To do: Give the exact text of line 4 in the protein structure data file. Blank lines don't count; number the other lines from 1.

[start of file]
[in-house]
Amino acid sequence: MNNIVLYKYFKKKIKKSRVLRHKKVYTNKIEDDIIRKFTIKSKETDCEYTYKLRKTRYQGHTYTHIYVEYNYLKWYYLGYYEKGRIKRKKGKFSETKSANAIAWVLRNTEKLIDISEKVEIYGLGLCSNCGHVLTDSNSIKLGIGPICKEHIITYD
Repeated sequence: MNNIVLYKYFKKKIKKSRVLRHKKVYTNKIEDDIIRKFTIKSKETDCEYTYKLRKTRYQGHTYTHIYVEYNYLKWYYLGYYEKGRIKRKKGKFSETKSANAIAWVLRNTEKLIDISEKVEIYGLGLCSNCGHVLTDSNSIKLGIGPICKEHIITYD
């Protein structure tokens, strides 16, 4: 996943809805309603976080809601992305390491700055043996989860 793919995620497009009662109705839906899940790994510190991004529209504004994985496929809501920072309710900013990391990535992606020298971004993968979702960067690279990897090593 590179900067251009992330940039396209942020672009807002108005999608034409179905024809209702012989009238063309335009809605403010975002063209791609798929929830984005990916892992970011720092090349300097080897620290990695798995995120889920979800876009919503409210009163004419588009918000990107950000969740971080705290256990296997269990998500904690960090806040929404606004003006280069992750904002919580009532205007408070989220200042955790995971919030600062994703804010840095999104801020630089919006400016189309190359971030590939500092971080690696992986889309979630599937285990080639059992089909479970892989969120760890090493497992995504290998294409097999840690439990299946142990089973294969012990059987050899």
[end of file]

């Protein structure tokens, strides 16, 4: 996943809805309603976080809601992305390491700055043996989860 793919995620497009009662109705839906899940790994510190991004529209504004994985496929809501920072309710900013990391990535992606020298971004993968979702960067690279990897090593 590179900067251009992330940039396209942020672009807002108005999608034409179905024809209702012989009238063309335009809605403010975002063209791609798929929830984005990916892992970011720092090349300097080897620290990695798995995120889920979800876009919503409210009163004419588009918000990107950000969740971080705290256990296997269990998500904690960090806040929404606004003006280069992750904002919580009532205007408070989220200042955790995971919030600062994703804010840095999104801020630089919006400016189309190359971030590939500092971080690696992986889309979630599937285990080639059992089909479970892989969120760890090493497992995504290998294409097999840690439990299946142990089973294969012990059987050899």